- WASHINGTON (AP) _ Black Americans are becoming infected with AIDS at record
rates, receiving poorer care than whites and dying faster.
- Now, almost two decades into the AIDS
epidemic, about 1,000 health care providers and activists gathered for
the first medical conference on AIDS among black Americans _ a frantic
hunt for ways to fight the exploding racial divide.
- AIDS in the United States is evolving
from a disease that once mostly affected white homosexuals into one largely
of poor blacks, often infected from dirty drug needles or heterosexual
- Blacks make up 12 percent of the U.S.
population but a devastating 45 percent of new AIDS cases. AIDS has been
the leading killer of blacks between 25 to 44 for most of the decade. One
in 50 black men and one in 160 black women are estimated to be infected.
- ``This is an historic event,'' Phill
Wilson of the National Black Lesbian and Gay Leadership Forum told the
conference Thursday. ``What we do ... will determine whether or not we
make a difference.''
- ``This is no less a daunting challenge
than we faced in the civil rights movement,'' added Dr. Stephen Thomas
of Emory University.
- The doctors, social workers and activists
sought practical, day-to-day advice on fighting HIV, the AIDS virus, in
communities often wracked by poverty and drugs, where a legacy of racism
has left distrust of the medical system.
- How do you get a drug user or a homeless
person tested for HIV? How do you treat the hotel maid who can't afford
the time off to go to a clinic only open weekdays? You're surprised that
the bus driver quit taking the AIDS medicine you prescribed _ even though
the main side effect was diarrhea?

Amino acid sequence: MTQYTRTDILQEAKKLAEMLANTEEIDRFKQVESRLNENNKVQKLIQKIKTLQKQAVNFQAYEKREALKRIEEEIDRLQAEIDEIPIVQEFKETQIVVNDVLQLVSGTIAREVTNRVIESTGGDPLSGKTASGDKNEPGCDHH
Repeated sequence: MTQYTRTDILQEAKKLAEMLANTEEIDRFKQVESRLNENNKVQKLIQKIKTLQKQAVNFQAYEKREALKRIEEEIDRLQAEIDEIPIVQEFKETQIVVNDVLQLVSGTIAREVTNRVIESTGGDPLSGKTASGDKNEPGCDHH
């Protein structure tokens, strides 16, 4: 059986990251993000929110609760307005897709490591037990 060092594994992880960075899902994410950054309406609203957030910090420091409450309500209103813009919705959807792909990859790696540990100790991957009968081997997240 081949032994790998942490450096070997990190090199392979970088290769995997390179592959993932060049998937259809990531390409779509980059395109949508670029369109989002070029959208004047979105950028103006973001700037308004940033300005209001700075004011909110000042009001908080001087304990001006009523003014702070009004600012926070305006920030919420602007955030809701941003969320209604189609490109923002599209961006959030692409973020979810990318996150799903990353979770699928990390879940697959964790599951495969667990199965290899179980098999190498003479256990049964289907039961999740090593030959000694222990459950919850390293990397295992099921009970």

- ``We're talking about reaching ... people
who might not have had a meal since noon yesterday, and they're still sitting
in the clinic'' for four hours because the doctor overbooked, complained
Debra Hickman of Baltimore's Sisters Together and Reaching.
- Then came the thorny issue of preventing
and treating HIV in prisons. ``Our men are in the jails. They do come home
to their wives and girlfriends,'' warned a California AIDS worker, describing
one reason HIV infection is growing fast among black women.
- Nor do many black doctors specialize
in AIDS, complained a Colorado nurse who described herself as the only
black AIDS health worker in her town. White doctors ``do care, but they
don't understand when I say, 'Patients don't trust you.'''
- President Clinton has declared AIDS among
minorities a crisis.
- The administration is spending $156 million
this year and seeking $171 million next year to fight back.
- But Clinton last year refused to use
federal money to buy clean needles for drug addicts, one way to prevent
HIV's spread. Frustrated at the ban, administration doctors urged local
communities Thursday to raise the money themselves for needle exchanges.
- And critics questioned if the government's
work is fair: One new program calls for 35 percent of AIDS research sites
to be in minority communities, but two-thirds of new infections now occur
in those communities.
- The conference's main goal was to empower
workers on the front lines of AIDS, providing information and resources
to help their communities, said Cornelius Baker of the National Association
of People With AIDS.
- He said, ``We need to make care more
culturally appropriate. Maybe clinics need Sunday hours, or you could give
health care at church after Sunday services.''
- And grass-roots doctors who don't often
get to the fancy international AIDS meetings hungered for the latest data,
questioning experts on which drugs to use.
- ``We can be flexible,'' said Dr. Joel
Gallant of Johns Hopkins University. Not everyone needs that much-publicized
but expensive ``protease inhibitor'' cocktail right away, he said. Newly
infected patients with low HIV levels might be all right not starting drugs
for a while. Got a patient who won't swallow 15 pills a day? Some new drugs
require far fewer.
- But there were no easy solutions.
- Take Gallant's advice for doctors to
test even newly diagnosed patients' blood to see if their HIV will resist
certain drugs. The immediate response: Medicaid and other programs don't
pay for those tests, so how can we use them?